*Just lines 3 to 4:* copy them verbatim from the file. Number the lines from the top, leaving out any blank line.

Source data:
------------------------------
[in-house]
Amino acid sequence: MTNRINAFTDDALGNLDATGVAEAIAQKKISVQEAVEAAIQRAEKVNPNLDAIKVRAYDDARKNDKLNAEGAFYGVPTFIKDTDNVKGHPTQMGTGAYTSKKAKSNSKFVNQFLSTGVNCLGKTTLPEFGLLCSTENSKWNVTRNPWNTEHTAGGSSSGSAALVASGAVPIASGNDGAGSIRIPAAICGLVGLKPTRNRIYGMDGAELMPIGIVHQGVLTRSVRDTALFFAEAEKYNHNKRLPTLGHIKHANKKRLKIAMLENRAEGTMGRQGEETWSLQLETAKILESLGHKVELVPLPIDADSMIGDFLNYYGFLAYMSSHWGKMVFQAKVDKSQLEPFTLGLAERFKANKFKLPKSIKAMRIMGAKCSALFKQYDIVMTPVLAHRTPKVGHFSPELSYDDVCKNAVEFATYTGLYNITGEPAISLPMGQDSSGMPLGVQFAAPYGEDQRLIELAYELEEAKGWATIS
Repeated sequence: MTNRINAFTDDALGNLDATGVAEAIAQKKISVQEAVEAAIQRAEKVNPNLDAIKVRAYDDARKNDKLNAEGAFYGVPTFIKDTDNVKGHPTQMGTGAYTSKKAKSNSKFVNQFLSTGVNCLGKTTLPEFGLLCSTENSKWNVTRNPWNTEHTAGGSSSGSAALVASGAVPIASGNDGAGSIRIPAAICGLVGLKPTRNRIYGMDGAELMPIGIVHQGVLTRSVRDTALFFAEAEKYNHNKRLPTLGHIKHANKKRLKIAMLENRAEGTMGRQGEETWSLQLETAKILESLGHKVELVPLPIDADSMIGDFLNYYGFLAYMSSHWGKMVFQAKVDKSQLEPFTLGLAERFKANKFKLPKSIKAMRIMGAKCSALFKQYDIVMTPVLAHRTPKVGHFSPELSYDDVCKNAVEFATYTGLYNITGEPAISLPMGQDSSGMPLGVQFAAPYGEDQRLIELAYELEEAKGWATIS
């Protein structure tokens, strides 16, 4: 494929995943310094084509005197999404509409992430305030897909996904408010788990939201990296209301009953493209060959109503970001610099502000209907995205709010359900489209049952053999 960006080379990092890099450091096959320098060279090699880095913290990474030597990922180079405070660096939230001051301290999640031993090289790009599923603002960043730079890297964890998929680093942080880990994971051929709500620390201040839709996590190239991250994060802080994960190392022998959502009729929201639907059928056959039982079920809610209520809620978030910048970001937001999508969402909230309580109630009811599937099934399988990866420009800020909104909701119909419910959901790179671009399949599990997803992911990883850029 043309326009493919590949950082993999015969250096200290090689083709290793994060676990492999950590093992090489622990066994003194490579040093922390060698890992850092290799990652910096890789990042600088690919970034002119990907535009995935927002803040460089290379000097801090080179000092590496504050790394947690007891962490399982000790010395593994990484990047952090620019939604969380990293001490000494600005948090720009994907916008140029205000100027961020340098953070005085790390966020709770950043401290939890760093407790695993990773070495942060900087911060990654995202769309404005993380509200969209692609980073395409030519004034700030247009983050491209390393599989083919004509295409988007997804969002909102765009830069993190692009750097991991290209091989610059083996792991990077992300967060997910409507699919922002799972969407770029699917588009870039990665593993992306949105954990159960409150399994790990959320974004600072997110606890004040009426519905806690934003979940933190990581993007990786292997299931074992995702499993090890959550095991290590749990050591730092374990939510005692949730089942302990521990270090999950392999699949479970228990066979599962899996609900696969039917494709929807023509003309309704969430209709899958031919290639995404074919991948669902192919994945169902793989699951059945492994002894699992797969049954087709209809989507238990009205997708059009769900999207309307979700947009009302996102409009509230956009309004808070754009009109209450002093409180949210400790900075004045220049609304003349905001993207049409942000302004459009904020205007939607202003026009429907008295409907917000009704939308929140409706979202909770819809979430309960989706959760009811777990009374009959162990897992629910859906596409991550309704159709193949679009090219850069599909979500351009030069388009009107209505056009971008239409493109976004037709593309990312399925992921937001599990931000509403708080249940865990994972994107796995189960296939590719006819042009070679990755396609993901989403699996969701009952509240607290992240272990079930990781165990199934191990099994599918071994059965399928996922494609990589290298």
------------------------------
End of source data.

Repeated sequence: MTNRINAFTDDALGNLDATGVAEAIAQKKISVQEAVEAAIQRAEKVNPNLDAIKVRAYDDARKNDKLNAEGAFYGVPTFIKDTDNVKGHPTQMGTGAYTSKKAKSNSKFVNQFLSTGVNCLGKTTLPEFGLLCSTENSKWNVTRNPWNTEHTAGGSSSGSAALVASGAVPIASGNDGAGSIRIPAAICGLVGLKPTRNRIYGMDGAELMPIGIVHQGVLTRSVRDTALFFAEAEKYNHNKRLPTLGHIKHANKKRLKIAMLENRAEGTMGRQGEETWSLQLETAKILESLGHKVELVPLPIDADSMIGDFLNYYGFLAYMSSHWGKMVFQAKVDKSQLEPFTLGLAERFKANKFKLPKSIKAMRIMGAKCSALFKQYDIVMTPVLAHRTPKVGHFSPELSYDDVCKNAVEFATYTGLYNITGEPAISLPMGQDSSGMPLGVQFAAPYGEDQRLIELAYELEEAKGWATIS
């Protein structure tokens, strides 16, 4: 494929995943310094084509005197999404509409992430305030897909996904408010788990939201990296209301009953493209060959109503970001610099502000209907995205709010359900489209049952053999 960006080379990092890099450091096959320098060279090699880095913290990474030597990922180079405070660096939230001051301290999640031993090289790009599923603002960043730079890297964890998929680093942080880990994971051929709500620390201040839709996590190239991250994060802080994960190392022998959502009729929201639907059928056959039982079920809610209520809620978030910048970001937001999508969402909230309580109630009811599937099934399988990866420009800020909104909701119909419910959901790179671009399949599990997803992911990883850029 043309326009493919590949950082993999015969250096200290090689083709290793994060676990492999950590093992090489622990066994003194490579040093922390060698890992850092290799990652910096890789990042600088690919970034002119990907535009995935927002803040460089290379000097801090080179000092590496504050790394947690007891962490399982000790010395593994990484990047952090620019939604969380990293001490000494600005948090720009994907916008140029205000100027961020340098953070005085790390966020709770950043401290939890760093407790695993990773070495942060900087911060990654995202769309404005993380509200969209692609980073395409030519004034700030247009983050491209390393599989083919004509295409988007997804969002909102765009830069993190692009750097991991290209091989610059083996792991990077992300967060997910409507699919922002799972969407770029699917588009870039990665593993992306949105954990159960409150399994790990959320974004600072997110606890004040009426519905806690934003979940933190990581993007990786292997299931074992995702499993090890959550095991290590749990050591730092374990939510005692949730089942302990521990270090999950392999699949479970228990066979599962899996609900696969039917494709929807023509003309309704969430209709899958031919290639995404074919991948669902192919994945169902793989699951059945492994002894699992797969049954087709209809989507238990009205997708059009769900999207309307979700947009009302996102409009509230956009309004808070754009009109209450002093409180949210400790900075004045220049609304003349905001993207049409942000302004459009904020205007939607202003026009429907008295409907917000009704939308929140409706979202909770819809979430309960989706959760009811777990009374009959162990897992629910859906596409991550309704159709193949679009090219850069599909979500351009030069388009009107209505056009971008239409493109976004037709593309990312399925992921937001599990931000509403708080249940865990994972994107796995189960296939590719006819042009070679990755396609993901989403699996969701009952509240607290992240272990079930990781165990199934191990099994599918071994059965399928996922494609990589290298």